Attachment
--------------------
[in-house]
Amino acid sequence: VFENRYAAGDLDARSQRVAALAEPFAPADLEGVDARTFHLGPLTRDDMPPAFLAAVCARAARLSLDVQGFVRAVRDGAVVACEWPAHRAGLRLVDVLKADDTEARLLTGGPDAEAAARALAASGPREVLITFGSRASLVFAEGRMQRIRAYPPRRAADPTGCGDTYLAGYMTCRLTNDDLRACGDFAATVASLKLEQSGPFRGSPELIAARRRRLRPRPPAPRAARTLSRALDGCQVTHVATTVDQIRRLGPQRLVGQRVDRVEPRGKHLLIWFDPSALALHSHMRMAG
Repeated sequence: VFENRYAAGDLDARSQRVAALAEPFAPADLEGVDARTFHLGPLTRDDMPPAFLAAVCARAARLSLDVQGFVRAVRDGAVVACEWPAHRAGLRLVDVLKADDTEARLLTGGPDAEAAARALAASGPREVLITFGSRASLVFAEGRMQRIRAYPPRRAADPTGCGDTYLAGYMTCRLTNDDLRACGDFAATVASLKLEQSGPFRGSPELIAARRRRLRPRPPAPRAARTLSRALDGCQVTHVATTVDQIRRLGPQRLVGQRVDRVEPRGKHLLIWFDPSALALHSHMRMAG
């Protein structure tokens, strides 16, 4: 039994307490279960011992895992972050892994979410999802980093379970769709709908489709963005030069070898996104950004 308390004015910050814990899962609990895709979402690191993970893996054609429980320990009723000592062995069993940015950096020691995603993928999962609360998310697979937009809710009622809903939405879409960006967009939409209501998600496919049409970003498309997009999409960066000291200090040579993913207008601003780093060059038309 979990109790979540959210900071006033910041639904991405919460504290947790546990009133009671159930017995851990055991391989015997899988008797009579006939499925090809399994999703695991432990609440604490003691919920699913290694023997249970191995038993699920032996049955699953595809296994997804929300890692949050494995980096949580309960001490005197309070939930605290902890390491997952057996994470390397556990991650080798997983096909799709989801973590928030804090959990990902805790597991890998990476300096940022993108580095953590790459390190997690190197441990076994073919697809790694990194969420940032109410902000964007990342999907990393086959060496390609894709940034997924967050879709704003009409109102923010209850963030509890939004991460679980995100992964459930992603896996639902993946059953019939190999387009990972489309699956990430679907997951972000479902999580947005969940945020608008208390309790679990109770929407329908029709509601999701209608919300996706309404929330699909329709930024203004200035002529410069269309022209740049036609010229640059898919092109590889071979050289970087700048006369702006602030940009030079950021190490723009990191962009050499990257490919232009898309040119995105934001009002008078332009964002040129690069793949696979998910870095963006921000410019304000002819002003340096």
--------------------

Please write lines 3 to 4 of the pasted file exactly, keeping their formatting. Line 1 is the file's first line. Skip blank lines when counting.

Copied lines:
Repeated sequence: VFENRYAAGDLDARSQRVAALAEPFAPADLEGVDARTFHLGPLTRDDMPPAFLAAVCARAARLSLDVQGFVRAVRDGAVVACEWPAHRAGLRLVDVLKADDTEARLLTGGPDAEAAARALAASGPREVLITFGSRASLVFAEGRMQRIRAYPPRRAADPTGCGDTYLAGYMTCRLTNDDLRACGDFAATVASLKLEQSGPFRGSPELIAARRRRLRPRPPAPRAARTLSRALDGCQVTHVATTVDQIRRLGPQRLVGQRVDRVEPRGKHLLIWFDPSALALHSHMRMAG
């Protein structure tokens, strides 16, 4: 039994307490279960011992895992972050892994979410999802980093379970769709709908489709963005030069070898996104950004 308390004015910050814990899962609990895709979402690191993970893996054609429980320990009723000592062995069993940015950096020691995603993928999962609360998310697979937009809710009622809903939405879409960006967009939409209501998600496919049409970003498309997009999409960066000291200090040579993913207008601003780093060059038309 979990109790979540959210900071006033910041639904991405919460504290947790546990009133009671159930017995851990055991391989015997899988008797009579006939499925090809399994999703695991432990609440604490003691919920699913290694023997249970191995038993699920032996049955699953595809296994997804929300890692949050494995980096949580309960001490005197309070939930605290902890390491997952057996994470390397556990991650080798997983096909799709989801973590928030804090959990990902805790597991890998990476300096940022993108580095953590790459390190997690190197441990076994073919697809790694990194969420940032109410902000964007990342999907990393086959060496390609894709940034997924967050879709704003009409109102923010209850963030509890939004991460679980995100992964459930992603896996639902993946059953019939190999387009990972489309699956990430679907997951972000479902999580947005969940945020608008208390309790679990109770929407329908029709509601999701209608919300996706309404929330699909329709930024203004200035002529410069269309022209740049036609010229640059898919092109590889071979050289970087700048006369702006602030940009030079950021190490723009990191962009050499990257490919232009898309040119995105934001009002008078332009964002040129690069793949696979998910870095963006921000410019304000002819002003340096």